I always hate the Q and A part of a reading. It takes all my mental energy to stand up and read, and there isn't any left to answer questions. A well-meaning aspiring poet might ask those seemingly simple questions. For example, why is a prose poem a prose poem, esp. the one you read that sounds like it has an internal rhyme scheme? Is it just a question of line breaks?
Instead of answering I wish I could ask my own questions.
1. Tell me, Darling, what is your relationship with structure and meaning, form and message? Does your body and face tell who you are? Are you sure, or are you lying even now? Where is your soul, and does it fly?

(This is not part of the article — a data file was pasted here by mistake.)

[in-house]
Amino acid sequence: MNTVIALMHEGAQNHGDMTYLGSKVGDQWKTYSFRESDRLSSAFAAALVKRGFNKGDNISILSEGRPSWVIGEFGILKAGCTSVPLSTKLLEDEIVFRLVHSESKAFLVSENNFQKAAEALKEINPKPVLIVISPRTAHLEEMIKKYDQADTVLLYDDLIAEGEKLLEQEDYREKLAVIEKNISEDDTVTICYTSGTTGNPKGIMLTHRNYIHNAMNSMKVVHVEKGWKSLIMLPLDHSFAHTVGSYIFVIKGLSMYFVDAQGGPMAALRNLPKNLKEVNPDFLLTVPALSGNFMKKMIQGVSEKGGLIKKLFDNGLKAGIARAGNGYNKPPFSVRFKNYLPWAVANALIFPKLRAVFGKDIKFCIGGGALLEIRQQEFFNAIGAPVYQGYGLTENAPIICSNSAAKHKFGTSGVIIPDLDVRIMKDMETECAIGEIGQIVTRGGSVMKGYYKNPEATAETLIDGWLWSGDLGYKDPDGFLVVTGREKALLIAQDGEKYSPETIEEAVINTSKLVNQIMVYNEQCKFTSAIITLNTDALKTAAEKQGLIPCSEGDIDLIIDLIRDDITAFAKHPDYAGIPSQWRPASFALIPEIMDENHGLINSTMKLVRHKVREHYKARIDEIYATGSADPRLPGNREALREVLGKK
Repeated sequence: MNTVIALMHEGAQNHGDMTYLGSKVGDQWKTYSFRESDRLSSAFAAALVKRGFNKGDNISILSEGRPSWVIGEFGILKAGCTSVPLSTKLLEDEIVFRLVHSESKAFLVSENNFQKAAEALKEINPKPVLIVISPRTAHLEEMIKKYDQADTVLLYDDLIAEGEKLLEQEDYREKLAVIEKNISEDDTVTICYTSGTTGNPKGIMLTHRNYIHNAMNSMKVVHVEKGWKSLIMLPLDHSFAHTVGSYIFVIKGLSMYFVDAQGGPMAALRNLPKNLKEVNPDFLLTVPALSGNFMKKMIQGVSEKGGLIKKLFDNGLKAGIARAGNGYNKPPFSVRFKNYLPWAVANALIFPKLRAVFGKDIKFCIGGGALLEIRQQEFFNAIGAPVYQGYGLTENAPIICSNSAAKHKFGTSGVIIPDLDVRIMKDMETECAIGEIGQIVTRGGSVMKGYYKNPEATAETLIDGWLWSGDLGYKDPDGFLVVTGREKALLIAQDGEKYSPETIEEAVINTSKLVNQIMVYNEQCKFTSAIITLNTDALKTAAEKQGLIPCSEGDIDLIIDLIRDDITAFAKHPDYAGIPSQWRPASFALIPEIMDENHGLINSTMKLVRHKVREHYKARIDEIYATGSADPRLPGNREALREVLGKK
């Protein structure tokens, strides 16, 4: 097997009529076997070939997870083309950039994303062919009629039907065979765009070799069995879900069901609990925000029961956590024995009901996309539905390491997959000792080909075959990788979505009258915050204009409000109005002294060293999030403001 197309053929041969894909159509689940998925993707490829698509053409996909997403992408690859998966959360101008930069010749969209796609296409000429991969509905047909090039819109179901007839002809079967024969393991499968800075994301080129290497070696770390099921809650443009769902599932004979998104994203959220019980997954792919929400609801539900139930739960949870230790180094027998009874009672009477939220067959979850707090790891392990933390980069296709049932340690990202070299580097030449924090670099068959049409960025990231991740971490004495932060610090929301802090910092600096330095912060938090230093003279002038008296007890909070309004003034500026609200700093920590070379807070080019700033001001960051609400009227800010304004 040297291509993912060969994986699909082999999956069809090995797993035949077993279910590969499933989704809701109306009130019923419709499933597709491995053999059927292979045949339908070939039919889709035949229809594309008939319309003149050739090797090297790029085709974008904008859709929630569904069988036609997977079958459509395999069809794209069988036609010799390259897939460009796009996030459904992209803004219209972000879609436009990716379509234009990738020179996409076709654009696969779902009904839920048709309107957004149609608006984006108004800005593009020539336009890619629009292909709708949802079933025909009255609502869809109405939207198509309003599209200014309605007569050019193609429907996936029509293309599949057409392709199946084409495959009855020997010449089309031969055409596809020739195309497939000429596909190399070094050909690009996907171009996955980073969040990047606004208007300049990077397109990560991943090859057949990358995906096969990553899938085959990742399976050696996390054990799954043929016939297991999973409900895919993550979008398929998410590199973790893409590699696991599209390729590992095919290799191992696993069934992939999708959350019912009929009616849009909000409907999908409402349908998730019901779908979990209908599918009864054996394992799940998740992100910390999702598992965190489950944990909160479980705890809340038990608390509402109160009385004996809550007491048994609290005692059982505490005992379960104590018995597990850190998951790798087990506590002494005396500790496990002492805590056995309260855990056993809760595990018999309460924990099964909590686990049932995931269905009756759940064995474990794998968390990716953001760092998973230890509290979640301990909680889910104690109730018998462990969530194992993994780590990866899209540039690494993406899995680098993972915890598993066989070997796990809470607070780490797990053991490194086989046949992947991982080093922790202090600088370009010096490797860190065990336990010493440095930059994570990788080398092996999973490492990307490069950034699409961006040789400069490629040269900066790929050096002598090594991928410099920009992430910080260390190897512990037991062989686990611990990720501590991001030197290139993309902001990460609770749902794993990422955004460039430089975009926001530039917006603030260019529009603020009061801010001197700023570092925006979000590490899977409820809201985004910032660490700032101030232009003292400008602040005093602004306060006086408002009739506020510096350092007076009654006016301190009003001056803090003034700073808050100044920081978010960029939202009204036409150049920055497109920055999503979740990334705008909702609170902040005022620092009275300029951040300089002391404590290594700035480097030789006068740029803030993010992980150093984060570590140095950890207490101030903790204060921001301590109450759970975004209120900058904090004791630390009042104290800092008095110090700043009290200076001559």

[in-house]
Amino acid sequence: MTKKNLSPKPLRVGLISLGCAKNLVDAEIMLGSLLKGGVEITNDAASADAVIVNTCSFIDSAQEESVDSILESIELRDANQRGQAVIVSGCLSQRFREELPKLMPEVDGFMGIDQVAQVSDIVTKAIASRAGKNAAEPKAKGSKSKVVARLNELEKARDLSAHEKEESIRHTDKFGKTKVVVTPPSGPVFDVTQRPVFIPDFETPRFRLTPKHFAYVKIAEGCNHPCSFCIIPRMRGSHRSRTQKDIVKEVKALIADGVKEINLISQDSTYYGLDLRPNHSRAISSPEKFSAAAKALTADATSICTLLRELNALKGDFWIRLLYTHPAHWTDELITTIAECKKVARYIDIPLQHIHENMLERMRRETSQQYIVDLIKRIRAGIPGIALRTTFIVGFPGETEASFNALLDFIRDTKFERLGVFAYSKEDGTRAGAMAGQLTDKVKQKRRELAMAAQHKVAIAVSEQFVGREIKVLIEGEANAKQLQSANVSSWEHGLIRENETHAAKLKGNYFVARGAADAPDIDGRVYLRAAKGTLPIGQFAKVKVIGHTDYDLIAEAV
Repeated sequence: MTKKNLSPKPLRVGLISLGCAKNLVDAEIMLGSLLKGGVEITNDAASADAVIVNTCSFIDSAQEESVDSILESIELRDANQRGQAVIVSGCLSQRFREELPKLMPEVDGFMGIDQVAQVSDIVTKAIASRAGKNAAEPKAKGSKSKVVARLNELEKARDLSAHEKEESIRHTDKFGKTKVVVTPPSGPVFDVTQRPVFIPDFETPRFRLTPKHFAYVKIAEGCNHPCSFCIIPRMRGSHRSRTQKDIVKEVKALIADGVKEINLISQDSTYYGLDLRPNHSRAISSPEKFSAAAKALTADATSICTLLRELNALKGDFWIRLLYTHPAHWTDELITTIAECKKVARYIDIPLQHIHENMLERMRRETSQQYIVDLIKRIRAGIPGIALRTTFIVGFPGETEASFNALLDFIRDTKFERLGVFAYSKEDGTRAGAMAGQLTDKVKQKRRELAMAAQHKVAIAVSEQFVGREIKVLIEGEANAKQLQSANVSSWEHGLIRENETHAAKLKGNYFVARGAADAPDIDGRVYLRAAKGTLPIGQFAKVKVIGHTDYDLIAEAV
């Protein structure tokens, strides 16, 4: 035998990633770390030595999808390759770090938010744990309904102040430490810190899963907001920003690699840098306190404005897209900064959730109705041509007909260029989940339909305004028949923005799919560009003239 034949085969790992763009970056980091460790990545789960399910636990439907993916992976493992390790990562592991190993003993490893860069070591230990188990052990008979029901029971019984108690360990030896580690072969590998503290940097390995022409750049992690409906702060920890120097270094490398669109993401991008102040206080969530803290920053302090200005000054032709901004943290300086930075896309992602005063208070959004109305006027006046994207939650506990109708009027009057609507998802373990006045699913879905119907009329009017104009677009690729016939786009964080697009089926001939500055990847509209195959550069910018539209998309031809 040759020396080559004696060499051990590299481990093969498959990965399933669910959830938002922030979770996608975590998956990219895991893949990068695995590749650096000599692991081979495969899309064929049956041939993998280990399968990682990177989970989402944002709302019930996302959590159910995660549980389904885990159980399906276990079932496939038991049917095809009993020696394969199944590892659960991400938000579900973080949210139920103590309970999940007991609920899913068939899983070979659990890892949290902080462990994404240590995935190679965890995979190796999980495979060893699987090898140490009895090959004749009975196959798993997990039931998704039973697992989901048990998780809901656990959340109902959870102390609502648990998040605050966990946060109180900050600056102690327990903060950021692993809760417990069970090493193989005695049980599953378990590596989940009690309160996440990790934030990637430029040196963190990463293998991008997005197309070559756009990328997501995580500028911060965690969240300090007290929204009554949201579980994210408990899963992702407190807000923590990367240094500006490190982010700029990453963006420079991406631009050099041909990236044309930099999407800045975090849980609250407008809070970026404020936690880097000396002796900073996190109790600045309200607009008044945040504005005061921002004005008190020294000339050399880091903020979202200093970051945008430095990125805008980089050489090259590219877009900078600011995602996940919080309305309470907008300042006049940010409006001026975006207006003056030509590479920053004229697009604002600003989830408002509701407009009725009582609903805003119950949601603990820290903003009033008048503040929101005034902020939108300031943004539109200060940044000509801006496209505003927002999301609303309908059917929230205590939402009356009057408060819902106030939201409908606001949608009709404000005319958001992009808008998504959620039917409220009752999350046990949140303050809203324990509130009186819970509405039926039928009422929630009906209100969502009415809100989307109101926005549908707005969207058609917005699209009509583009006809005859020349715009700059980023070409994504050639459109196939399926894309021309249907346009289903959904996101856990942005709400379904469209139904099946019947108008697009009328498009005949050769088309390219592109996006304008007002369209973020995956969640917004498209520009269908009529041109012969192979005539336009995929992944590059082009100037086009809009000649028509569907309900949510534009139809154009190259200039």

2. Can you explain to me the magic of your favorite lines of poetry? Do you know what a satori is? Or what meaning means? Is this just this?
3. Can you define the relationship between the divine and silky mauve shirts? Or tiramisu, sepia photos of the dead, and fountain pens, the kind with just the right ink flow. Not too much, not too little. Only black ink will do . . . And the right kind of porous stationary . . . .
4. Do you have a favorite wish? Lust? Lie? If so, do you know you should never say it aloud? And what will happen if you do? And why?
Will Gary was alive on Monday
1 hour ago